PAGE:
River of Stars

River of Stars by Guy Gavriel KayRiver of Stars

By: Guy Gavriel Kay

Disclaimer: I received an Advanced Reader’s Copy of this book to review. As is my policy with books that I receive for review, if I don’t like it, I don’t review it.

When I began reviewing books, I imagined that I would have a never-ending supply of books that I loved to read and review.  For the most part, that isn’t the reality.  I do, however, get the opportunity to receive a book from an author that I love.  Kay is one of those authors.  I started with his Fionavar Tapestry many years ago, and have since moved on through his library as he releases new novels.  River of Stars is set in the same “universe” as that of his novel Under Heaven.  I say “universe” because, really, the novels are set in a “universe” that is a near carbon copy of our own.  Each deals with a different historical dynasty of the Asian people.

The beauty of a Kay novel, to me, is that the stories are so very real.  It isn’t all about this huge plot arc that inevitably ends in the world finding it’s balance and the hero winning the day.  His characters are real, with real emotions, real ambitions, and real disappointments.  He makes you feel for the characters in such a way that you root for them throughout the novel, and feel those emotions right alongside them.

If there’s one thing that both this novel and Under Heaven share that I dislike is that the names of the characters is hard to follow.  That’s more of an issue on my part than on his, as he’s named the characters in keeping with naming conventions of the times he’s writing about.  Which brings me to another thing that I really like about his novels.  He’s an impeccable researcher.  Or maybe he has someone do it for him.  If that’s the case, he’s an impeccable research combiner.  😉  In any case, I think he writes stories that are very true to the era that they’re meant to take place in.

River of Stars follows several characters through a few formative years in their lives, and leads us through the fall of a dynasty and the survival of it’s remaining people.  He does it by beautifully weaving the tales of each of the characters into a wonderful story that’s a pleasure to read.  I was immersed into the story until the end, and then felt that subtle form of sadness that only the ending of a terrific book can bring.

Some classify Kay’s works as fantasy.  Others as historical fantasy.  I suppose that’s somewhat accurate.  But, much like many of the classics being taught in literature classes around the world, his works belong in a category of their own, as epic literature classics.  Even if you don’t read fantasy regularly, you really should pick up a Kay novel and see what you’ve been missing out on.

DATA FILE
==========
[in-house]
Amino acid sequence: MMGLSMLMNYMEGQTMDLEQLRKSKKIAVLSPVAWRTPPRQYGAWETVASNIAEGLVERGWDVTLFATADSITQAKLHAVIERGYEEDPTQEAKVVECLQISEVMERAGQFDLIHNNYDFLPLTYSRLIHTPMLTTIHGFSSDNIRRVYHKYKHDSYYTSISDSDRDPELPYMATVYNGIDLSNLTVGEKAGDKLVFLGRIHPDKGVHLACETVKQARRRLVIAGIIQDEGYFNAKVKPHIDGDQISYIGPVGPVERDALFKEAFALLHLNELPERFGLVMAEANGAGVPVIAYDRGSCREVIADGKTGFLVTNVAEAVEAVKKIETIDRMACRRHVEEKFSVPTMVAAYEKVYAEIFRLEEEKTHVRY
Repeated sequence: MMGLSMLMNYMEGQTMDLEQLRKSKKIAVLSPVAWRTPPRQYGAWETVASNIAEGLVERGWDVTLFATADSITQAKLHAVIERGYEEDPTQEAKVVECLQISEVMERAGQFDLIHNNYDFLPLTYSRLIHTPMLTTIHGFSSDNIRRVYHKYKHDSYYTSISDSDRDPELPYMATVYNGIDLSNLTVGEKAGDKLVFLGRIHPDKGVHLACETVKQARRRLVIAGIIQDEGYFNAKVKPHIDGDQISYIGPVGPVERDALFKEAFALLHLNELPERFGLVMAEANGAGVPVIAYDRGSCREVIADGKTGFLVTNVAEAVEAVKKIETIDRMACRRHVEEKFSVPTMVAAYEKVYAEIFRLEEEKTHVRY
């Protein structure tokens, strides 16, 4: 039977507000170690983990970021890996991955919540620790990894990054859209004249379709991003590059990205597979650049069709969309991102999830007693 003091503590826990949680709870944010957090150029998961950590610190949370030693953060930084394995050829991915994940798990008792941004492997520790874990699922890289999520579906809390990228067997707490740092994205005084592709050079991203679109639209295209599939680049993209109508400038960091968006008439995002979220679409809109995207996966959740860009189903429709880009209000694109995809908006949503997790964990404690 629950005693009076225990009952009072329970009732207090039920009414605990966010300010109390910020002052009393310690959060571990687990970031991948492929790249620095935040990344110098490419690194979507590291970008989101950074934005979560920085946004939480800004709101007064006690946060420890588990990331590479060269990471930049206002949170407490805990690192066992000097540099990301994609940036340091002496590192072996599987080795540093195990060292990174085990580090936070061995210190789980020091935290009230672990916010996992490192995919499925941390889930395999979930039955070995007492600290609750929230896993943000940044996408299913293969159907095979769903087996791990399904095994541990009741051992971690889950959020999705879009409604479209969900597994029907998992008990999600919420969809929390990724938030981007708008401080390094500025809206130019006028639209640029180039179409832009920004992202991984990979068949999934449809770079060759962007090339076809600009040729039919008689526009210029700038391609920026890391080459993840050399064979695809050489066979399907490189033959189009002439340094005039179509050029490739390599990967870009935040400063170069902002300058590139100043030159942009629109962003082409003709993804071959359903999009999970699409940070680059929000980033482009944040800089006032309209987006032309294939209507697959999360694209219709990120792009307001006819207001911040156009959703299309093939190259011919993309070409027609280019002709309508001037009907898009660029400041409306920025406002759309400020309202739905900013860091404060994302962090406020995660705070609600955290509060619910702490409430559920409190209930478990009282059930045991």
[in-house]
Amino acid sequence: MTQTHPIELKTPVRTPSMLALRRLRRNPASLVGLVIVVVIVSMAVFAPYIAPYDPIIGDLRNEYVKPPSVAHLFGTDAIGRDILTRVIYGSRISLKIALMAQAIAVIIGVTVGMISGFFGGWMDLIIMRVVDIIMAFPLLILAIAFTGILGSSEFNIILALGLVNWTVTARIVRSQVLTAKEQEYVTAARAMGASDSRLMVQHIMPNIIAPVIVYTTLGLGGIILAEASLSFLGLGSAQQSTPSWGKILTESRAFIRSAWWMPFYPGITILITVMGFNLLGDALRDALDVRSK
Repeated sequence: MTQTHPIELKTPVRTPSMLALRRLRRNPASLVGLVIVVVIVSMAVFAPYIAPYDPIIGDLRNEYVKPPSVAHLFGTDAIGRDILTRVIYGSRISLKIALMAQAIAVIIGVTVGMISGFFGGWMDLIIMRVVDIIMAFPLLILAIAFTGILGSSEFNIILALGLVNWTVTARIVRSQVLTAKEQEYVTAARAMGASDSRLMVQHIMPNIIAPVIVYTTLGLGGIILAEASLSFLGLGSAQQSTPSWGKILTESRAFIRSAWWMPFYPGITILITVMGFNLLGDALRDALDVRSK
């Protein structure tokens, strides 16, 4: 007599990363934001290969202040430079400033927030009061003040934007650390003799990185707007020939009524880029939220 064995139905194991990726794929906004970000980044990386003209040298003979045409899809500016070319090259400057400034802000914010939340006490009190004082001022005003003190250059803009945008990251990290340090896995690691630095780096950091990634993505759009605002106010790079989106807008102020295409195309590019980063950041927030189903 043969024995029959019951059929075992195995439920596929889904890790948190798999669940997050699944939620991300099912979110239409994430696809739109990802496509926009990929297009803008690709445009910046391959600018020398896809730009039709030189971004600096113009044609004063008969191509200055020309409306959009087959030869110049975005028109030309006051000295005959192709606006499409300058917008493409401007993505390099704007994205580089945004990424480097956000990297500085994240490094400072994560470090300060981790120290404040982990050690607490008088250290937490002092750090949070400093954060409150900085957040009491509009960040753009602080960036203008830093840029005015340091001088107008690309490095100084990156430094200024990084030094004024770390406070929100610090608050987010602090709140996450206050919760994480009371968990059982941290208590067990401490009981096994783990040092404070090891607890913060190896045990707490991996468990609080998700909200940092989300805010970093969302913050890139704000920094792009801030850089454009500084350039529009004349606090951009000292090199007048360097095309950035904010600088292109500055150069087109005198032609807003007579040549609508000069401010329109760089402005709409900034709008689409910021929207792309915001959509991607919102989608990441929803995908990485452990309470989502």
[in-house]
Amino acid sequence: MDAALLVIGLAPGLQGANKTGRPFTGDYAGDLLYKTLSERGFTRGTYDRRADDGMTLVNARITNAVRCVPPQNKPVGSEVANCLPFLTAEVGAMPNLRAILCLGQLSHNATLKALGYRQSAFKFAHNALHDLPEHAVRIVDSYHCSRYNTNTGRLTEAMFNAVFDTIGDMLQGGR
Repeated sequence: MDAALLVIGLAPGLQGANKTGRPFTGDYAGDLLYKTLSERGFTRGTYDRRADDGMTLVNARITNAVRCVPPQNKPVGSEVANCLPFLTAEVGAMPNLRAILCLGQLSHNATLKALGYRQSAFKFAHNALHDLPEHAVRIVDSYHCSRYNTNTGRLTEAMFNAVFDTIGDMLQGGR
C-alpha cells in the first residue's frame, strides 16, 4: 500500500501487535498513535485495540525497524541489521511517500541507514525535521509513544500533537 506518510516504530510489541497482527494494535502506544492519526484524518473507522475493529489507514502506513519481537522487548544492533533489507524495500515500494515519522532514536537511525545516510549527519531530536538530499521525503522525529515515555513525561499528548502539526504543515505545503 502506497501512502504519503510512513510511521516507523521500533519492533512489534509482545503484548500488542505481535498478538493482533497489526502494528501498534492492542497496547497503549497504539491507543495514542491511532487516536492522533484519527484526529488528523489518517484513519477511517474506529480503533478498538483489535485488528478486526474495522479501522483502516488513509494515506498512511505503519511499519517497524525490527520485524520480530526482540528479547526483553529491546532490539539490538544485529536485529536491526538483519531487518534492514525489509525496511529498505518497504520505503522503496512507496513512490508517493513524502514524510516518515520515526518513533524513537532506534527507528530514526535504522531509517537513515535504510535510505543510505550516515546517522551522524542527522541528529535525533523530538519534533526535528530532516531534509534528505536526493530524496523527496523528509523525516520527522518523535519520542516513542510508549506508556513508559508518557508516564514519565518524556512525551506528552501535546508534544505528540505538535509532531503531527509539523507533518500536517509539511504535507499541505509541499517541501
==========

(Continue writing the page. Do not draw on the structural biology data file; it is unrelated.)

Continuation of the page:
Under Heaven

Under Heaven

By: Guy Gavriel Kay

Kay is one of my favorite authors.  His works are engaging and intelligent.  I have yet to be disappointed by one of this books.  And Under Heaven is certainly no exception.  What a spectacularly written novel.

It follows the adventures of Tai, a generals son who, after his father dies, goes off to the battlefield that haunted his fathers dreams.  For two years (the official mourning period), he buries the dead of Kuala Nor.  He overcomes the screaming of the ghosts of the dead, and becomes revered by those who man the posts of his country and the neighboring country.  The action of going to Kuala Nor and burying the dead changes the world around him.

Under Heaven is a book about choices.  About how the choices a person makes can affect that person, his family, his peers, and even his country and emperor.  Stemming from Tai’s choice to go and bury the dead of Kuala Nor, the novel branches off into many plot lines.  The cascade of choices that Tai makes based on what happens to him because of Kuala Nor and the choices that the people around him make because of those choices make for an amazingly intricate weaving of plots.  To the very end page, the ripples of that choice can be seen.  Kay uses his normal command of the written language to delicately lead the read on through the path, and carefully reveals only what we need to know.

The novel isn’t as good as some of my favorite Kay novels. It pales in comparison to Tigana, The Sarantine Mosaic, and The Fionavar Trilogy.  And, of course, that will depend on your reading tastes.  Part of the (minor) failing is that with Tigana, Sarantine Mosaic I felt a deep emotional connection to the cast of characters.  I felt the failings of their world.  I never got that connection in Under Heaven.  Now, you can make the decision on whether that’s my failing or the novels’.

Either way, it’s still an immensely enjoyable book.  One that I would recommend you pick up from Amazon or your favorite bookseller.